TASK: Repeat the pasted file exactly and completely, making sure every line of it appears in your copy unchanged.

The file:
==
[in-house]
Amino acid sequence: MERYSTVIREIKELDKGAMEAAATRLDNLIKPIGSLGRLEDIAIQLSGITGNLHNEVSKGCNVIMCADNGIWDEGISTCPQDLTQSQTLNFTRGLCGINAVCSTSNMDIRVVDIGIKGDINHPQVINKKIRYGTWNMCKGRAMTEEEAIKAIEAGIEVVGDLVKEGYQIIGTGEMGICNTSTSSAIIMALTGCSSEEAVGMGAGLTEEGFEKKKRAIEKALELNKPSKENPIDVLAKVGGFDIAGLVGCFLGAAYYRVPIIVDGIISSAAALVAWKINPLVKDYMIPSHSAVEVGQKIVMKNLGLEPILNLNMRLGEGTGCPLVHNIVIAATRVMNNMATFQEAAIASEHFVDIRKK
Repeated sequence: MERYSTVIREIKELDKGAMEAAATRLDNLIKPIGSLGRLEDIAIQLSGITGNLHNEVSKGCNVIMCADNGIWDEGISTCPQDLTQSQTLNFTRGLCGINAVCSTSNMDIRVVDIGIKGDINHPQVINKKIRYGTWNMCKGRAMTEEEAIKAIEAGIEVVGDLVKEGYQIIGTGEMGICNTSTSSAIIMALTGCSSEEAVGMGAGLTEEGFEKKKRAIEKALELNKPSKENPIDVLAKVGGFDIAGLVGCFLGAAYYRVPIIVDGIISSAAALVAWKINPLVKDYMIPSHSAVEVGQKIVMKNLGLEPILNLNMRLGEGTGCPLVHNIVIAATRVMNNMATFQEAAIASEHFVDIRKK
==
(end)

[in-house]
Amino acid sequence: MERYSTVIREIKELDKGAMEAAATRLDNLIKPIGSLGRLEDIAIQLSGITGNLHNEVSKGCNVIMCADNGIWDEGISTCPQDLTQSQTLNFTRGLCGINAVCSTSNMDIRVVDIGIKGDINHPQVINKKIRYGTWNMCKGRAMTEEEAIKAIEAGIEVVGDLVKEGYQIIGTGEMGICNTSTSSAIIMALTGCSSEEAVGMGAGLTEEGFEKKKRAIEKALELNKPSKENPIDVLAKVGGFDIAGLVGCFLGAAYYRVPIIVDGIISSAAALVAWKINPLVKDYMIPSHSAVEVGQKIVMKNLGLEPILNLNMRLGEGTGCPLVHNIVIAATRVMNNMATFQEAAIASEHFVDIRKK
Repeated sequence: MERYSTVIREIKELDKGAMEAAATRLDNLIKPIGSLGRLEDIAIQLSGITGNLHNEVSKGCNVIMCADNGIWDEGISTCPQDLTQSQTLNFTRGLCGINAVCSTSNMDIRVVDIGIKGDINHPQVINKKIRYGTWNMCKGRAMTEEEAIKAIEAGIEVVGDLVKEGYQIIGTGEMGICNTSTSSAIIMALTGCSSEEAVGMGAGLTEEGFEKKKRAIEKALELNKPSKENPIDVLAKVGGFDIAGLVGCFLGAAYYRVPIIVDGIISSAAALVAWKINPLVKDYMIPSHSAVEVGQKIVMKNLGLEPILNLNMRLGEGTGCPLVHNIVIAATRVMNNMATFQEAAIASEHFVDIRKK